This week the insect eating friends in the garden seem to be at an all-time high.
Or maybe I’m just noticing them more since I’m having to spend a little extra time tending to the garden with the recent high temperatures we’ve been having.
We have lots and LOTS of Gulf Coast Toads who make their rounds at night, snatching up just about anything they can out-muscle. I happened to film two toads earlier this week who were trying to break into my recently planted bean garden. I have the raised bed wrapped with bird netting to keep the raccoons, armadillo, cats, chickens, and whatever else happens past, out of the newly planted bed. Apparently, it’s keeping the giant toads out, too! Once the bean plants get a bit more established, I’ll remove the netting and the toads can enjoy their new playground.
We also have a large number of dragonflies around the farm this time of year. They make quick work of little flying insects including flies and mosquitoes. While I was out watering the garden yesterday, I noticed quite a number of them in the air above the coop and garden. They would come to rest on the tomato cage wires.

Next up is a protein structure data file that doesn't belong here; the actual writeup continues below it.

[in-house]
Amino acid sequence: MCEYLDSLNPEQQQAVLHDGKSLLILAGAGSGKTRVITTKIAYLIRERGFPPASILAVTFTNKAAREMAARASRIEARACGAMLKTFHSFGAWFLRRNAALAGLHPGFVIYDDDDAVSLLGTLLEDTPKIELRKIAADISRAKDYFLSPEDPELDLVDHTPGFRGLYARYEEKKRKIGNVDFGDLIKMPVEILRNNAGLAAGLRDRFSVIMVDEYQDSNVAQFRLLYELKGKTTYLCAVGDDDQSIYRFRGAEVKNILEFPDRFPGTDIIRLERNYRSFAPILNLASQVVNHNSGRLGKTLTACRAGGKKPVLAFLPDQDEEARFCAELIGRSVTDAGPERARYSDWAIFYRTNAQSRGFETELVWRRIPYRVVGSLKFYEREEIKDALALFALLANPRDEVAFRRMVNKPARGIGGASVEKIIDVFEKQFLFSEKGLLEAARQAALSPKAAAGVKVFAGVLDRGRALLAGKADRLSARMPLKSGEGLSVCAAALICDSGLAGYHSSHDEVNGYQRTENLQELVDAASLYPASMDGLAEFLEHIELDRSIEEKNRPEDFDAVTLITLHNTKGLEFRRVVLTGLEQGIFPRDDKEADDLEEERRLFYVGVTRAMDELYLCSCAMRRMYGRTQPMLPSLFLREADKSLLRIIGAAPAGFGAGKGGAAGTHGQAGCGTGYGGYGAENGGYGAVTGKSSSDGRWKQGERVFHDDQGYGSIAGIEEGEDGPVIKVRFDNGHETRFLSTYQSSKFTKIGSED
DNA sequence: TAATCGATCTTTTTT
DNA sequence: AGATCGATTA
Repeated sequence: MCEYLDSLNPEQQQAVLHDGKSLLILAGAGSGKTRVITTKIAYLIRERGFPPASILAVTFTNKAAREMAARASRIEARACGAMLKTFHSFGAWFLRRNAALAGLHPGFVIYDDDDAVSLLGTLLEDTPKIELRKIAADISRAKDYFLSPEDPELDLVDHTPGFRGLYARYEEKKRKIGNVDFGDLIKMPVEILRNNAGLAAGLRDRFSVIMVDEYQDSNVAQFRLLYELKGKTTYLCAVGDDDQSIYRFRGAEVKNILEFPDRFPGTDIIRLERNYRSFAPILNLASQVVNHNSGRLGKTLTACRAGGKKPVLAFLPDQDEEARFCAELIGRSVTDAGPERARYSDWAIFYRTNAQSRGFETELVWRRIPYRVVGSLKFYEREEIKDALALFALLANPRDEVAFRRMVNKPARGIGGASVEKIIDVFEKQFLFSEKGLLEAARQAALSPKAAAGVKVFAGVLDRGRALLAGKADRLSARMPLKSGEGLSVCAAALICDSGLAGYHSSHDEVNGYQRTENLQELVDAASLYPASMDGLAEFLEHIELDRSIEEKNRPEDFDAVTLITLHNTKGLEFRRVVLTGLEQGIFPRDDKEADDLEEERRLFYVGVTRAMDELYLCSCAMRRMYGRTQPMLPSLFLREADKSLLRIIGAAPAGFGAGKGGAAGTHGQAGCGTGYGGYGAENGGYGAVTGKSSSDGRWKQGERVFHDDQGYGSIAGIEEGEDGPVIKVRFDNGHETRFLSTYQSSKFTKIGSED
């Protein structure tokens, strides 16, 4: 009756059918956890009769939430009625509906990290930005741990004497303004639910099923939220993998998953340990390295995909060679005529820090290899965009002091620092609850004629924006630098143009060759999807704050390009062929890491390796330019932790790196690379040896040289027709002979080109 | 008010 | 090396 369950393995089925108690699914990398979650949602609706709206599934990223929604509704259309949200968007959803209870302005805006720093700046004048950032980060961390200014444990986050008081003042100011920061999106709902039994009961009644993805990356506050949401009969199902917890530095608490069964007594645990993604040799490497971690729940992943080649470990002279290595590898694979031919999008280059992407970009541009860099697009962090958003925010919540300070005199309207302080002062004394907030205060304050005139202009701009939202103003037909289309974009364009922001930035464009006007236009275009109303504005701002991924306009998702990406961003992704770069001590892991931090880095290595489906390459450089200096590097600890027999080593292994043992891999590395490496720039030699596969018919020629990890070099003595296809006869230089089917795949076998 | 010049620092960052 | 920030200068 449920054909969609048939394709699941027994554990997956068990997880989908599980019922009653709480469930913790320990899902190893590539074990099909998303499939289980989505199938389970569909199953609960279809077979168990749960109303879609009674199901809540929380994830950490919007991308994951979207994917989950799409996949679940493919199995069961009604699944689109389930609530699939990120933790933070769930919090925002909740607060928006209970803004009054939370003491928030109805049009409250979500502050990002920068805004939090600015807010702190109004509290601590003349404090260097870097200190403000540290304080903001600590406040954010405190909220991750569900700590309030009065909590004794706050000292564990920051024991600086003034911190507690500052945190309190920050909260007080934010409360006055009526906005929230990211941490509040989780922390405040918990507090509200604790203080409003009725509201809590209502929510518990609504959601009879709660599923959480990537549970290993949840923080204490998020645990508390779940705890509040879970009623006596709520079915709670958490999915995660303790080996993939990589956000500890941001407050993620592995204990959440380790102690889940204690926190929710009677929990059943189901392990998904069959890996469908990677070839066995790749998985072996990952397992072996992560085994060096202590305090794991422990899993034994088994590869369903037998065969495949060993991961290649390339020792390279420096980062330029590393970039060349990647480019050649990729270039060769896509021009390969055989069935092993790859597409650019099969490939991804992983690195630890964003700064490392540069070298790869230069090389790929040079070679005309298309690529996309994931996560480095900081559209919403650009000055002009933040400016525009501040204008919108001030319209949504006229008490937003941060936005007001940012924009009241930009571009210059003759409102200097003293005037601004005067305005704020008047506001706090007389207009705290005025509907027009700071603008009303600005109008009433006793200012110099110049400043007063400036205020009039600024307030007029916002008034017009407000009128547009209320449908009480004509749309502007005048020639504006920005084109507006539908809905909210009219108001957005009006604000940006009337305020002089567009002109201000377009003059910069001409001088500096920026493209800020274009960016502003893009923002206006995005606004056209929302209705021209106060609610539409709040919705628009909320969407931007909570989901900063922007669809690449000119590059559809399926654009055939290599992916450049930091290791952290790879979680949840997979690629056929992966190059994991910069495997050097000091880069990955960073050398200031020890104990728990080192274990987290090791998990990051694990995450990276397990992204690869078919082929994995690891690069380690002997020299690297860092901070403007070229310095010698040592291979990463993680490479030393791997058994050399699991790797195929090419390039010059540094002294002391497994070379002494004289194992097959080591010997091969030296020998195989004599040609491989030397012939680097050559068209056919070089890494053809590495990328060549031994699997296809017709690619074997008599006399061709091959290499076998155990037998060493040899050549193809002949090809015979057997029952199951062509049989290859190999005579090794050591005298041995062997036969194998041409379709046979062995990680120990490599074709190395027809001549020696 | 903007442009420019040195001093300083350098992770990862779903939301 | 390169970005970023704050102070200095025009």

I took the opportunity to see if I could get some nice photos. I was amazed at how trusting they were with me, letting me get so close to them with my lens. I managed to get many nice shots the showed varying colors and details.
I’m not too keen on spiders, but I tolerate the garden spider. They tend to just hang out on their webs, and as long as I keep my eye on them, they don’t bother me too much. Other Texas spiders don’t get the same kind of respect from me, and for good reason. It was interesting watching these two garden spiders. The male (the smaller spider) was interested in the female, but it seemed that she was only tolerating him for a short amount of time.
Even the chickens come in handy around the garden when it comes to natural pest control. Earlier this week I was putting in a few new rows of bush and pole beans, and the ladies made quick work of grub worms and pesky caterpillars. Apparently, there’s nothing better than being hand fed fat grub worms. Of course, I had to do a little damage control on the newly planted seeds, but nothing that planting a few more seeds didn’t fix.
And, as lazy as they may seem during the day, even the barn cats do their part at keeping the pests under control around the farm. We could be overrun with field mice, but it’s rare to even see one. I do see the occasional rat out near the coop, but only because it hasn’t been unlucky yet. It just takes a short run of luck one time.
What kind of natural pest control do you have in your garden, or around the farm?